or a music whore like myself, even a good album can be a little like a one night stand. There’s that lovely moment of courting, checking out the object of your soon-to-be affection, seeing if you’ve got what it takes to make the move and bring it home. (In the case of music versus lovers, it’s usually cash over gumption, though you know as well as I that those lines can definitely blur. I digress.) That moment, when your new-found honey is the only thing in your life (err, stereo) has an angelic perfection. Next step: incessant caressing and thick, frenzied love, the kind where the two of you could be left to your wonders for weeks on end and never need another living soul. But then, something happens your mood changes, the weather changes and as swiftly as it took over your life, you’ve moved on. So, for 2000, I’ve got no definitive “Best Of” list, but here’s some albums that stuck around a little longer than others, for which I’ve still got those twinges of reminiscence.
Badly Drawn Boy, The Hour of Bewilderbeast (Twisted Nerve/XL)
There’s something inexhaustibly sublime about the beginning of The Hour of Bewilderbeast, by all accounts a nearly perfect album. During that first, breathtaking moment, simultaneously you hear the sound of timelessness, the breath and beat of the age, and the cooing that for innumerable tomorrows will stir you with its renewable ingenuity and flabbergasting wonder. Damon Gough finally delivered his all elegiac rock songs like “Another Pearl” and “Everybody’s Stalking”, sweet legends like “Once Around the Block” and “Stone on the Water”, organic instrumentals and natural, bittersweet ditties like “Fall in a River”. There is so much ground earth in this album, so many pure and plodding instruments, so much mesmerizing, luscious, beautifully awkward singing. This Bewilderbeast’s hour is positively orchestral and terrifyingly stunning.
Radiohead, Kid A (Capitol)
Radiohead did what today’s music business machine generally deems impossible released an album after three years out of the market, neglecting promotion, touring and singles, and debuted on Billboard at Number One. In the age where 100-hour marathon cross-continental publicity stunts and grinding out two albums before you’ve had one birthday is the norm, that’s a startling and commendable achievement in itself. But that they did it with Kid A, one of the most difficult and risk-taking albums of recent history, is little shy of poetic justice and the epitome of Radiohead. And with the agitated “Idioteque”, mystical “Everything in Its Right Place” and others that make up this ingenious album, they’ve created a palette that will color this age indefinitely, without fade.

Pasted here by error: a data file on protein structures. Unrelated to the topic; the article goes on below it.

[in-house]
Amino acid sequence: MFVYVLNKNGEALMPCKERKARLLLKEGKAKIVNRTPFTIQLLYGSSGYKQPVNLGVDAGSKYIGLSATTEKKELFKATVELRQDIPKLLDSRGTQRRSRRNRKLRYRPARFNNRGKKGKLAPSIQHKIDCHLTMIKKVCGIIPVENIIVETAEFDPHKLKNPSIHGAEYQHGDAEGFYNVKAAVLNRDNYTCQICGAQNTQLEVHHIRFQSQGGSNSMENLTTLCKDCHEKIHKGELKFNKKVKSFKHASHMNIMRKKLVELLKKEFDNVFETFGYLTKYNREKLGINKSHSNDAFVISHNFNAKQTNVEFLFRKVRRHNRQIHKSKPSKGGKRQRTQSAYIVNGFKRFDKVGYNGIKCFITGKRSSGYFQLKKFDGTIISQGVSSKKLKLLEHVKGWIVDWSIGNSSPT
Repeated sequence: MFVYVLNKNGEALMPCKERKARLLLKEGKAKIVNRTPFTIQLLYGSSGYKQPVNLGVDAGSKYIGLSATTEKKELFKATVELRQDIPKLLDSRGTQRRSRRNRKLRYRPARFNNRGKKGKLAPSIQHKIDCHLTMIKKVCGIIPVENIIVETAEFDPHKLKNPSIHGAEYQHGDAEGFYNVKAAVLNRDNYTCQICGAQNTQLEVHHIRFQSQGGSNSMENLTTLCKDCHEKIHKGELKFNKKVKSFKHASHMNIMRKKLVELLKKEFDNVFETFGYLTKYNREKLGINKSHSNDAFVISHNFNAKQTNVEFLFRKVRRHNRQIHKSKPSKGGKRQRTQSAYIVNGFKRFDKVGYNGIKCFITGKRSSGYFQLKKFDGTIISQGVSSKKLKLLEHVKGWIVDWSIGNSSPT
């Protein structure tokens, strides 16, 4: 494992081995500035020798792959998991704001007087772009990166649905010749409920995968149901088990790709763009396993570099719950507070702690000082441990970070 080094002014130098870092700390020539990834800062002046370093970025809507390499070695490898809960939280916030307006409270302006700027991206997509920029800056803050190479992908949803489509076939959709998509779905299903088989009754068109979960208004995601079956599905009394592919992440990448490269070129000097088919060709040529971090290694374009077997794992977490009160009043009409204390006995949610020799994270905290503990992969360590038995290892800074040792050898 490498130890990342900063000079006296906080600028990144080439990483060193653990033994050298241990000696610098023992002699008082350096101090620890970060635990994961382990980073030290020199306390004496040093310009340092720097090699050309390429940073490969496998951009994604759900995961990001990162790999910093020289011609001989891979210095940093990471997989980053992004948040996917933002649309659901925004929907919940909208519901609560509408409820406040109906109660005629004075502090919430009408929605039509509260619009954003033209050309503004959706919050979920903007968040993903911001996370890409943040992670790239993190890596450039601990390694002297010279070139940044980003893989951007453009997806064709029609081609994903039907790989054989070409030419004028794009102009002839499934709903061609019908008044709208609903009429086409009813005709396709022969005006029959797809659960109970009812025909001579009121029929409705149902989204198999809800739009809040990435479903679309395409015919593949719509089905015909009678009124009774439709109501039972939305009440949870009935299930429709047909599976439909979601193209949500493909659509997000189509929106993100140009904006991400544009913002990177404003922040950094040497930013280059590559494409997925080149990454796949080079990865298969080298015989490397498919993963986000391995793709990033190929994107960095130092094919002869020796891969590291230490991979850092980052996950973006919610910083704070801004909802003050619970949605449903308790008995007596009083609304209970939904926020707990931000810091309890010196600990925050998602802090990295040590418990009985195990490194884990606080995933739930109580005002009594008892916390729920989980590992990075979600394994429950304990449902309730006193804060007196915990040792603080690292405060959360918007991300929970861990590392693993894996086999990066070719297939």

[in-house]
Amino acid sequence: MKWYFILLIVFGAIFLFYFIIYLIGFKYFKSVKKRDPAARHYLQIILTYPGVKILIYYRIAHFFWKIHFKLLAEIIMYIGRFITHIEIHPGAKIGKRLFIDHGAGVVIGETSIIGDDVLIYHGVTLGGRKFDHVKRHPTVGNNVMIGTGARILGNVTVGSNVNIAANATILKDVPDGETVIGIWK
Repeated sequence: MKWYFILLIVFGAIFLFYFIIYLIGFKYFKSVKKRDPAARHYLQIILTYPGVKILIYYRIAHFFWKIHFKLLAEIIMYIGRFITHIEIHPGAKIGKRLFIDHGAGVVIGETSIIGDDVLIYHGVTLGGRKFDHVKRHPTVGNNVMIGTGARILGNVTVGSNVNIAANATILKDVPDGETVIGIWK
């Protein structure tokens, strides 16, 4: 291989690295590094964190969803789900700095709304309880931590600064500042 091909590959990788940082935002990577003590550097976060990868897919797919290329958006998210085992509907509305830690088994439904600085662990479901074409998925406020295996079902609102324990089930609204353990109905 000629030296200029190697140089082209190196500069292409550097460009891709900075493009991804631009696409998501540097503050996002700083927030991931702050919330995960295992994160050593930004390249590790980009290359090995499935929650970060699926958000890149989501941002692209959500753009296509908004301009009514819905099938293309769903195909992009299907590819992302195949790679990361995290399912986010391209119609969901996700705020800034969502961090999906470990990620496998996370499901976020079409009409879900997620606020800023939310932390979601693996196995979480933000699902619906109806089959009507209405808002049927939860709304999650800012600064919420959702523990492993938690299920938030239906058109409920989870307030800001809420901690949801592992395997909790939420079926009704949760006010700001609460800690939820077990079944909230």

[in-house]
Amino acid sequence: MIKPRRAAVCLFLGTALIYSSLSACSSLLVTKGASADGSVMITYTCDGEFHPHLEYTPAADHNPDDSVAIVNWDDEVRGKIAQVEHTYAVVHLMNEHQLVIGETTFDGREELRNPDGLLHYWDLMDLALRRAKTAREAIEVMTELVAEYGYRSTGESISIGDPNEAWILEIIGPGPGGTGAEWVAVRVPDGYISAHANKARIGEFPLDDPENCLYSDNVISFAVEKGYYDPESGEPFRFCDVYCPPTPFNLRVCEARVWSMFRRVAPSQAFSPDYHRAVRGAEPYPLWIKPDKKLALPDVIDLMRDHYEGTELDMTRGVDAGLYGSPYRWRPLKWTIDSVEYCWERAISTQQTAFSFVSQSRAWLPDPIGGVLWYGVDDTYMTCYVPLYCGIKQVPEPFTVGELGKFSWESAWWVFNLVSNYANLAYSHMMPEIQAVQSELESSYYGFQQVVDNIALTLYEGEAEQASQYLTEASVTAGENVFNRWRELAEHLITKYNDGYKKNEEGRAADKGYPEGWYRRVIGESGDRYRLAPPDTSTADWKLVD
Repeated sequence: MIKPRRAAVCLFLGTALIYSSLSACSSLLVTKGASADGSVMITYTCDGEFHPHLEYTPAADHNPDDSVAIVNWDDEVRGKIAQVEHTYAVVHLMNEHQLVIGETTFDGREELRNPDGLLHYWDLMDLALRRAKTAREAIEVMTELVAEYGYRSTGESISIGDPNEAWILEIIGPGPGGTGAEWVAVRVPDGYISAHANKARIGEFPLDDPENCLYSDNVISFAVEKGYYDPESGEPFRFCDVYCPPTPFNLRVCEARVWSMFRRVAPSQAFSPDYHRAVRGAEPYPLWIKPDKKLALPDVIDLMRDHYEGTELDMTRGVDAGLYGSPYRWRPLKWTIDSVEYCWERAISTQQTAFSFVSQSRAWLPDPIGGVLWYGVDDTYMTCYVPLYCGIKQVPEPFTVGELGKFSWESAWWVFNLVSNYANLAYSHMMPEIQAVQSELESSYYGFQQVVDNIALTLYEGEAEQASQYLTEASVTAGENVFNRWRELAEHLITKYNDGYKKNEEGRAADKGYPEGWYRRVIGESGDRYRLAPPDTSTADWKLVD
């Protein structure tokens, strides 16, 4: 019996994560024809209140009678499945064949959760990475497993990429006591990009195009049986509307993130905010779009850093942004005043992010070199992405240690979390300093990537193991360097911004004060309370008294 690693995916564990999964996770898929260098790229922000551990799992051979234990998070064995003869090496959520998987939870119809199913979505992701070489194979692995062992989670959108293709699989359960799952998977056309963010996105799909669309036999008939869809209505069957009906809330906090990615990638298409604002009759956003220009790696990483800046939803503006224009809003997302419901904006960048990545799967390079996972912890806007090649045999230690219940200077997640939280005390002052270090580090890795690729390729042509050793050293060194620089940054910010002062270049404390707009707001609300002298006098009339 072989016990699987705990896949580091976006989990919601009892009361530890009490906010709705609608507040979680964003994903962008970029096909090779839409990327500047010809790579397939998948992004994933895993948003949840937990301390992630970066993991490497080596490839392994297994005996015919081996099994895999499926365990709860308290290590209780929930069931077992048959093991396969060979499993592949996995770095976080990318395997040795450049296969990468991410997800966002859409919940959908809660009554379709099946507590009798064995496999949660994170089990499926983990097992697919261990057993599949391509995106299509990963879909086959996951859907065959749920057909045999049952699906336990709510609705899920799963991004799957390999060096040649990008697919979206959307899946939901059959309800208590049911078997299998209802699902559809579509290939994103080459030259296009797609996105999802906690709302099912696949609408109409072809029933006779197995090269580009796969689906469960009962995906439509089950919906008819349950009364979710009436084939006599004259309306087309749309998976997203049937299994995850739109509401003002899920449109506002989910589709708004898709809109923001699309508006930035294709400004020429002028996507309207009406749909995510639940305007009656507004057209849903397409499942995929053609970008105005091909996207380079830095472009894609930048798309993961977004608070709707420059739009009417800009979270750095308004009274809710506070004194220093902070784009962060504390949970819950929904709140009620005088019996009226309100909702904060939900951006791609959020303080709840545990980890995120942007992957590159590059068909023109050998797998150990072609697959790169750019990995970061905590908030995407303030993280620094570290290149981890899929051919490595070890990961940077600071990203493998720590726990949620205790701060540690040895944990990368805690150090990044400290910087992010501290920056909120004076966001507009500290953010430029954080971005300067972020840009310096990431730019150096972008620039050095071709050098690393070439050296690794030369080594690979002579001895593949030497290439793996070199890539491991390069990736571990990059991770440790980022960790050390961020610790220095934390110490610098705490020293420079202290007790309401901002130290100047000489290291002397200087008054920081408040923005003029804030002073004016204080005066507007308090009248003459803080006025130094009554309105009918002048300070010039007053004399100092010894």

Coldplay, Parachutes (Nettwerk America)
Coldplay a band that whose debut catapulted them from anonymity British superstardom prove, like their album’s last track says, that “Everything’s Not Lost.” That everything the beauty of songwriting, the triumph of the underdog, the goodness of humanity seemingly disappeared from nearly all other ranks of pop music this year, but Coldplay embody it, and lobby its tenets with a vengeance. Their signature tool: “Yellow,” the infectious single, is both gloriously simple and the stuff of unfathomable genius, like any plan of conquest or colonization. And with it, and their other remarkable tracks, Coldplay have colonized the UK. And soon, the world.
PJ Harvey, Stories from the City, Stories from the Sea (Island)
PJ Harvey fans, welcome home. This sturdy release from Ms. Polly Jean & Co. is possibly the best they’ve ever done. Stories from the City, Stories from the Sea negotiates the fiery torment of adolescence with the tired resignation of adulthood into a product that is at once dignified, insolent, lovelorn, stable, crazed. And fucking brilliant. Expect your knees to shake through the strung out “Horses in My Dreams”, bold “Good Fortune”, and sastifying, perverse “This Is Love”, among others.
Primal Scream, Exterminator [XTRMNTR] (Astralwerks)